Winners' profiles: Sharon Boyle

Now that the 2018 Exeter Writers Short Story competition is open for entries, we thought we'd get you chomping at the bit with a series of blog posts around story craft. Today we're profiling last year's first prize winner Sharon Boyle, whose story 'Celluloid Job' can be viewed here.

Hi Sharon! Thank you for letting us profile you. Tell us, what do you write?

Short stories, flash and the occasional poem. I have two finished YA novels in a drawer which when written were destined for Kindle but when recently reread were demoted to kindling. 

When and where do you write?

When not working or involved in family life, I write at the dining room table surrounded by washing, homework and other mess. The dining room is a thoroughfare to the kitchen so I am bothered by other folks’ chitchat - a lot. O, for a heated shed.

Best writerly moment?

Winning the Exeter Writers Short Story comp, of course! Apart from the kudos it is my most lucrative win. 

How did you come up with the idea for your winning story?

My nana (93 and still going strong) loves watching B&W films and tells ‘during the war’ stories on a loop. (She never drove a tank but she did dance with dashing Americans.) I like injecting a bit of quirkiness or humour into a story and Stanley came naturally as a stooge to Mrs Dewhurst.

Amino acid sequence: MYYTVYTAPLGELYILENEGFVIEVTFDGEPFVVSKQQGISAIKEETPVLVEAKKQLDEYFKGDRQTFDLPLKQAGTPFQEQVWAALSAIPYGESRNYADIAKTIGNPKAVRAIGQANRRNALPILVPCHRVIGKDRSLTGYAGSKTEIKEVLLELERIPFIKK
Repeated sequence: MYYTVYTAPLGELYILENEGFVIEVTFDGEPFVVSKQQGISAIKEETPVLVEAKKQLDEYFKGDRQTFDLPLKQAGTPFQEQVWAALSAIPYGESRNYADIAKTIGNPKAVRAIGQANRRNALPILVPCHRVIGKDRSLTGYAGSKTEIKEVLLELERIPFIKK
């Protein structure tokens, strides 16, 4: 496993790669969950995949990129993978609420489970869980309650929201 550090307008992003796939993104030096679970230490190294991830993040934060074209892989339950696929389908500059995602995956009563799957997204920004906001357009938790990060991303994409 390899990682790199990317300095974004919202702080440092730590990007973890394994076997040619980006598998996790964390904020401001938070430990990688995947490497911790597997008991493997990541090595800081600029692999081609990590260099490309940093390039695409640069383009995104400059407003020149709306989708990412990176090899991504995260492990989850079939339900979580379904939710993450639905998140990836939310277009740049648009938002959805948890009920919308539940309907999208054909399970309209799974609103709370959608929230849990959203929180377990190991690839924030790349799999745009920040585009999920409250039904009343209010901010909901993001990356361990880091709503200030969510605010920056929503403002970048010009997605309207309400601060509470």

Not a lot of people know this...

My first dream job was not to be a writer but an astronaut. I told my secondary school guidance teacher of my plans and, after completing a questionnaire, left his office with a piece of paper suggesting chiropody. 

Was there any particular author or book that made you want to be a writer?

CS Lewis. I adored the Narnia series as a child, especially The Voyage of the Dawn Treader and wanted to write a stonking set of books like that. I’ve always had the romantic notion of sitting at a desk overlooking an enviable view, sipping wine and gently tapping out a novel that needs no revision or editing. That fairy-tale bubble burst in the first year of serious scribblings.

What's the best writing advice you've ever been given?

To have a few writing projects on the go at once.  That way, if I get temporarily frustrated/blocked/fed up with one project I switch to another.

Give us a few last lines about yourself. 

I’m very reticent on the self-promoting front, a mix of laziness and cluelessness, and have only just started a blog (really, there are just four posts). It can be found at:

Thank you, Sharon!